Database snapshot files.
Also the TempDB database data and log files are encrypted.
The last item in that list, TempDB, needs to be encrypted for completeness of protection. Imagine that you query your database and as part of the query execution TempDB is used. If that data were written to disk, then that creates a hole in our protection, someone could potentially read or copy the TempDB files and might see some of the data we are trying to protect. As a result, when you enable TDE against any database on your SQL Server instance, the TempDB database is automatically encrypted as well to prevent this from happening.
It’s reasonably obvious to state that data “at rest” doesn’t include the following things:
Data loaded/stored in memory (buffer pool).
Data returned from a query and being passed across the network.
Data received by a client as a result of a query.
If you want to cover those scenarios as well then you need to look at other forms of encryption such as TLS and Always Encrypted.
There are also some less obvious exceptions:
Data persisted to disk using Buffer Pool Extensions.
And there are a couple of other exceptions that can occur in particular circumstances:
Where the buffer pool gets paged to disk due to memory pressure.
SQL dump files when there is a crash.
What does and doesn’t get encrypted by TDE is summarized in the below diagram:
Let’s have a look at the contents of some SQL data files so you can see the difference with and without TDE. I’ve created a database with a single table and inserted a row of data with the following code:
CREATE DATABASE TestTDE; GO USE TestTDE; GO CREATE TABLE dbo.SomeData (Id INT IDENTITY(1,1), SomeText VARCHAR(255)); GO INSERT INTO dbo.SomeData (SomeText) VALUES('This is my data'); GO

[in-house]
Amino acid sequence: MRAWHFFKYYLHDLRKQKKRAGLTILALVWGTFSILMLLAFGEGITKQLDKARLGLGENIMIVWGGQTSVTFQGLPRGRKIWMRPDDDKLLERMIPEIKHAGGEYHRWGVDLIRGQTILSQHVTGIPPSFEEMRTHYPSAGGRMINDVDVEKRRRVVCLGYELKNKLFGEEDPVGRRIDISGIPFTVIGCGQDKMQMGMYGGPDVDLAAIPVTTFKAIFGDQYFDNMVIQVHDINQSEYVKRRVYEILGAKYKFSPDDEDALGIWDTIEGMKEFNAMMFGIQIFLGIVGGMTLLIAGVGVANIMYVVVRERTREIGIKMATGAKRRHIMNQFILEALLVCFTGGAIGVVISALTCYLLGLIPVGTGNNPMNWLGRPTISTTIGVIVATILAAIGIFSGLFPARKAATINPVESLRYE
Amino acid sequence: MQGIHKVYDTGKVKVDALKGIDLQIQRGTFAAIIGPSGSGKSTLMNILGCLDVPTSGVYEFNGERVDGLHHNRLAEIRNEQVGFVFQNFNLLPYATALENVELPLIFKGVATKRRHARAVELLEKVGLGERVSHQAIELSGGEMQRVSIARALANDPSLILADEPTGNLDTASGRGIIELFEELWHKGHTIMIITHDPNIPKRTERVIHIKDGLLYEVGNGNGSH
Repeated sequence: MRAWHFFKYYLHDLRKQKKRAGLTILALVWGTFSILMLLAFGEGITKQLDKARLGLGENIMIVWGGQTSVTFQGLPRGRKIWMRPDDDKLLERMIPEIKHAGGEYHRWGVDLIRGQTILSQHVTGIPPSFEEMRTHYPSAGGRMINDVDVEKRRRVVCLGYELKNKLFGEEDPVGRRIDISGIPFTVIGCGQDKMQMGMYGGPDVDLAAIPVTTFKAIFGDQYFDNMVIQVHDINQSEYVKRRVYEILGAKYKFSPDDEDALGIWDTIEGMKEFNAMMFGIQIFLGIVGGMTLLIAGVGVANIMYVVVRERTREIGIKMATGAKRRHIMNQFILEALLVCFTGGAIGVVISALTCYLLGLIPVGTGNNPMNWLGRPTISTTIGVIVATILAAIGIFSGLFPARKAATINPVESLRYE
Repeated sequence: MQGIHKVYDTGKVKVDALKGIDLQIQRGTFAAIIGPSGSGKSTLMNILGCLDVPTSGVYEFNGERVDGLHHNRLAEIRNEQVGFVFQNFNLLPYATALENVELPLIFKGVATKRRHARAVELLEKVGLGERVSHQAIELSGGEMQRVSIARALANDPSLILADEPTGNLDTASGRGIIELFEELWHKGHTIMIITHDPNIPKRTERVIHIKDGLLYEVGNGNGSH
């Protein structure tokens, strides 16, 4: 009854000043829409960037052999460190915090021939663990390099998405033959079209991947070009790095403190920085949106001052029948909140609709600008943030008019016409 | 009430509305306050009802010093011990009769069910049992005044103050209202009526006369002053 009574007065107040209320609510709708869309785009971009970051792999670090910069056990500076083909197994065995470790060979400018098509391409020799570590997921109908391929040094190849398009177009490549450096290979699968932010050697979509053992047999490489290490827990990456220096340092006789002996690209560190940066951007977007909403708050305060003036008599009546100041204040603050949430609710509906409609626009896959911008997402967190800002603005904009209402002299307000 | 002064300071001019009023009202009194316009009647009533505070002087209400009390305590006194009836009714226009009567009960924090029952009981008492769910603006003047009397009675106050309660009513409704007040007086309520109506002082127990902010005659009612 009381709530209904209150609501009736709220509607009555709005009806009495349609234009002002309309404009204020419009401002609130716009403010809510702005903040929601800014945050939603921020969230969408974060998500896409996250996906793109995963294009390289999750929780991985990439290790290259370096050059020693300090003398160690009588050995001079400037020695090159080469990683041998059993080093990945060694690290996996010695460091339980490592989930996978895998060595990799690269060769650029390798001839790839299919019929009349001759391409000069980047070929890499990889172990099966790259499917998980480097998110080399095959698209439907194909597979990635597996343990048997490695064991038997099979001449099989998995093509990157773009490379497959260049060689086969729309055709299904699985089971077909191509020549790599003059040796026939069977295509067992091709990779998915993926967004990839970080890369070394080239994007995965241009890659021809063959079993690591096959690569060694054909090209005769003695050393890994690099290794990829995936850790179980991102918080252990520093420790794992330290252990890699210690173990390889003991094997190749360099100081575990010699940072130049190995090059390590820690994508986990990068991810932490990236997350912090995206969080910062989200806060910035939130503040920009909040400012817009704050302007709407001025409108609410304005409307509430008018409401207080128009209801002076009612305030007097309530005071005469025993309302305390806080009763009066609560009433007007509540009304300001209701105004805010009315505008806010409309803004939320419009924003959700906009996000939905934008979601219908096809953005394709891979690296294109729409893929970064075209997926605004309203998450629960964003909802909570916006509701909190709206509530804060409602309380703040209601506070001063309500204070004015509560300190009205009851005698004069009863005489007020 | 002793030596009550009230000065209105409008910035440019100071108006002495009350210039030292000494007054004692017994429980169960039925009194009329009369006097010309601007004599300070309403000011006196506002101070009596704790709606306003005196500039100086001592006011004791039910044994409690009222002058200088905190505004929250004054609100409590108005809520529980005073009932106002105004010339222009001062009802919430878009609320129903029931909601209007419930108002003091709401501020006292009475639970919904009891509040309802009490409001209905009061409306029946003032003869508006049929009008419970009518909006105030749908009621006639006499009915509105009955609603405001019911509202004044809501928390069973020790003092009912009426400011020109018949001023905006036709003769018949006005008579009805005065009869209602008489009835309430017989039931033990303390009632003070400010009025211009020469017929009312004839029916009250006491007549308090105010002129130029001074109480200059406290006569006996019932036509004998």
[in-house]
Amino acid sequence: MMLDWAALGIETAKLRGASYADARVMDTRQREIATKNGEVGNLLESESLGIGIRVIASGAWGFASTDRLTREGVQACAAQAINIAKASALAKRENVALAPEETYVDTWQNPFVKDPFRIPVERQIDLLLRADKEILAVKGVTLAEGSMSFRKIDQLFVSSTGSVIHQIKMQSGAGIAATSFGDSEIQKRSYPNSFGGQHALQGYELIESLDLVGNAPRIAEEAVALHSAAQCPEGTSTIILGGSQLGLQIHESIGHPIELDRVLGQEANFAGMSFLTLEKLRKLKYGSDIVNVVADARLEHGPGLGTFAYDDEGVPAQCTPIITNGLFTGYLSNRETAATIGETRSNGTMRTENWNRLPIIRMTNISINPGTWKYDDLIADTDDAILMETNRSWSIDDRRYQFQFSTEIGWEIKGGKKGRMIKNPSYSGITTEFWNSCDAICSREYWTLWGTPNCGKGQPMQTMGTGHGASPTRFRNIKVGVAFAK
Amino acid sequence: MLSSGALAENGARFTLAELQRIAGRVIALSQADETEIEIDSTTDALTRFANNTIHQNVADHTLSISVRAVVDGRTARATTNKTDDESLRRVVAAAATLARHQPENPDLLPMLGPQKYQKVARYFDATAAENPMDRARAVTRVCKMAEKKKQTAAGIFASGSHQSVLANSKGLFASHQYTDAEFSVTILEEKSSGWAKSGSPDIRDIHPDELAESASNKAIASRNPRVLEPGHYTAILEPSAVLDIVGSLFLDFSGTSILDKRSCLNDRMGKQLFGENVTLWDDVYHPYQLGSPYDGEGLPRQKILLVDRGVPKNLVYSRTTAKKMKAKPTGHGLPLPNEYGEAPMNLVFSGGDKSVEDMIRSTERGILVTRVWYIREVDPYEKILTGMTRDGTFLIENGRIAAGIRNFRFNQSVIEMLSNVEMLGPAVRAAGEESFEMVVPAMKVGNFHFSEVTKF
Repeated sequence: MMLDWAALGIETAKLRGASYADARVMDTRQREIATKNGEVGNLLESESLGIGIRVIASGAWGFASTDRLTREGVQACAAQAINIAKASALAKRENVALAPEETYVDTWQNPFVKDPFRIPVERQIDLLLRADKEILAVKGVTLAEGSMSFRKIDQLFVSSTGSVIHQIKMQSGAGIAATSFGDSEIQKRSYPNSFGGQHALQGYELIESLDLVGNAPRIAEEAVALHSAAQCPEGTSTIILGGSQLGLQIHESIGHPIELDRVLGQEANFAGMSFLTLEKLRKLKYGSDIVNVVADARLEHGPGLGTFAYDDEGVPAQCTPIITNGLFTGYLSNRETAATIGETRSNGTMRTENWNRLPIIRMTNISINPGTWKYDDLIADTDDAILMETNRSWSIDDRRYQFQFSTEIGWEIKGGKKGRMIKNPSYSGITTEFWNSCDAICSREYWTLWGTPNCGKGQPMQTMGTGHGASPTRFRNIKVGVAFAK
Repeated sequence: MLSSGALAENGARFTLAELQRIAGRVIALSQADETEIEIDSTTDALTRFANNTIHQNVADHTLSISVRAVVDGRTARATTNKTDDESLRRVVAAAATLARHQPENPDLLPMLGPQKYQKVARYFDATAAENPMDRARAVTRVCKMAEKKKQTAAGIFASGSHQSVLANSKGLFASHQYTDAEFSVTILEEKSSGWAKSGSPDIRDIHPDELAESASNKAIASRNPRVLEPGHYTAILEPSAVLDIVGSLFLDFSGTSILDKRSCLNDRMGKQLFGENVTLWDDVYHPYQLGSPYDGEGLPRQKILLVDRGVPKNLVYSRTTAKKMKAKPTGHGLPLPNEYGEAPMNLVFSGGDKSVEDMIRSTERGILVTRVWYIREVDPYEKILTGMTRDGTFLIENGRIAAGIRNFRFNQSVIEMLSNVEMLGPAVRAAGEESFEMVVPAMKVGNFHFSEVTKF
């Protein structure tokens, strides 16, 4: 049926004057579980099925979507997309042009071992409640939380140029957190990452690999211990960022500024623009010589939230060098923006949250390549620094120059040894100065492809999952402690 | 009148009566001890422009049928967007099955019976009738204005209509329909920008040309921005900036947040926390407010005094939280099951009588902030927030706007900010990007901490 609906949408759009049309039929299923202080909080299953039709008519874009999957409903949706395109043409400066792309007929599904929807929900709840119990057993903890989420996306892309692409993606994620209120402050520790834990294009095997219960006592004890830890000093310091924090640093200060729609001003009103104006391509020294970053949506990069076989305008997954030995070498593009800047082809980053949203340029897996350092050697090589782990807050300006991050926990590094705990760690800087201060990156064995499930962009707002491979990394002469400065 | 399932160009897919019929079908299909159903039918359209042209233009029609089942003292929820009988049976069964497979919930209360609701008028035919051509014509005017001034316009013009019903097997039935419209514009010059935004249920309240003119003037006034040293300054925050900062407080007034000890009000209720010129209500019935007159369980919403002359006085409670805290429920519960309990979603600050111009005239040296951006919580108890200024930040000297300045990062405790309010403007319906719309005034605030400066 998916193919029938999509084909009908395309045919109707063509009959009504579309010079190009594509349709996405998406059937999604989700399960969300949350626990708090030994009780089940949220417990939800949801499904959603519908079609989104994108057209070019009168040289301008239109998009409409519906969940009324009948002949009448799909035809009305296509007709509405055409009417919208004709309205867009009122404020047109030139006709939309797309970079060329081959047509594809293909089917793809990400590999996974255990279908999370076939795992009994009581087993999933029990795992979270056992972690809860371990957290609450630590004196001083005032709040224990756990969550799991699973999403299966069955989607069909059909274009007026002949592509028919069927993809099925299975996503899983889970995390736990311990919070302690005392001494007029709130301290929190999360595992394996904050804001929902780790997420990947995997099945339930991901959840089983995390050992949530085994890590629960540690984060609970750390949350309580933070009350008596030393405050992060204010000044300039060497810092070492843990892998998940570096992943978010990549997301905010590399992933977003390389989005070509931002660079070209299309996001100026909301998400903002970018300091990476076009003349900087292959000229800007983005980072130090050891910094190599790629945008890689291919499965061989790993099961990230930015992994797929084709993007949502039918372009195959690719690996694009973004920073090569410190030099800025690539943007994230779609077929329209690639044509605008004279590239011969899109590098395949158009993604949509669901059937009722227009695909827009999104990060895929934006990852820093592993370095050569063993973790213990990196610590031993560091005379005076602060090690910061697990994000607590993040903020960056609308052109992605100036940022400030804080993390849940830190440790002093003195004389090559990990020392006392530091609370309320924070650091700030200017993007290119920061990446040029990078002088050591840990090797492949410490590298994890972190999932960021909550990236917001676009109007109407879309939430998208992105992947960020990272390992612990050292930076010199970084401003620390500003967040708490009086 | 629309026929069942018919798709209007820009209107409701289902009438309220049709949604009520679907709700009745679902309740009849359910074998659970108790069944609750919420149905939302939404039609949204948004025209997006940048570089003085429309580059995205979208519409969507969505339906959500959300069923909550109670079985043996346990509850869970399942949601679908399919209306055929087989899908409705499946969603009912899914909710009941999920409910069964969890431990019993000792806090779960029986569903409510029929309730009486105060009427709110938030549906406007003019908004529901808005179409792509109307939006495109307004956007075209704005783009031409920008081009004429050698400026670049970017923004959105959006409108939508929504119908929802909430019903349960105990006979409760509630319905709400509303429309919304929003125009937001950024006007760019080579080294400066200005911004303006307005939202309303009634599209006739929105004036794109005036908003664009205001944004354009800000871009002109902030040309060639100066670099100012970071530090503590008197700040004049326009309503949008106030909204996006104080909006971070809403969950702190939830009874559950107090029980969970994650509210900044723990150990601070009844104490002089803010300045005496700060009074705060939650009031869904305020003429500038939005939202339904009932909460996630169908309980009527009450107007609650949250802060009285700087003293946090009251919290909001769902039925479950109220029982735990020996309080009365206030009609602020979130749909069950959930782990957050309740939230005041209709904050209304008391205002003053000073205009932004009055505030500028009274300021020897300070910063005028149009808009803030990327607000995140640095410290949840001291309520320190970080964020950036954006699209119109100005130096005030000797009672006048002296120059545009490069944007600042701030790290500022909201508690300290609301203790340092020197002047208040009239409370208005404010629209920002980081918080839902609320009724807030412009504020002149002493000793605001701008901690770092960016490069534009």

I’ll close my connection from the database, and detach it so I can open the files in a Hex Editor. You can detach the database with the following SQL:
USE master; GO EXEC master.dbo.sp_detach_db @dbname = N'TestTDE';
Then I open the file in my Hex Editor and search for the text “This is my data” in the data file:
As you can see the data is stored as clear as day in the data file.
Now let’s look at the same data file once TDE has been enabled (we will look at enabling TDE in later posts). This time if I search for the same text it’s not found, and my data looks like that shown below.
It’s interesting to also look at the end of the database file where there is free space. In the unencrypted version that free space would have simply been represented by zeros. In the encrypted version that free space too has been encrypted, so an attacker cannot even see where your data ends (Figure 2-4).
TDE works by using an encryption key that is stored in the database being encrypted – but that key is itself stored encrypted by an object outside of the database. We’ll look at the various objects involved in the next post.
This post is part of a comprehensive series on encryption in SQL Server. If you want it all in one go you can buy my book:
We looked earlier at the various places our data lives – on disk, in memory, in-transit across the network. A good strategy will protect all of these locations – sometimes with multiple layers. Exactly how you go about doing that for your applications may vary – but as long as you are on SQL Server 2016 or higher there is a default strategy that you should consider. This combines a number of the available SQL Server features to provide the best protection.
TDE. For at-rest protection of all your data.
Always Encrypted. To encrypt all (or most) columns that contain personal identifiable, or sensitive, information.
TLS. To make sure network communications between the application and server are encrypted.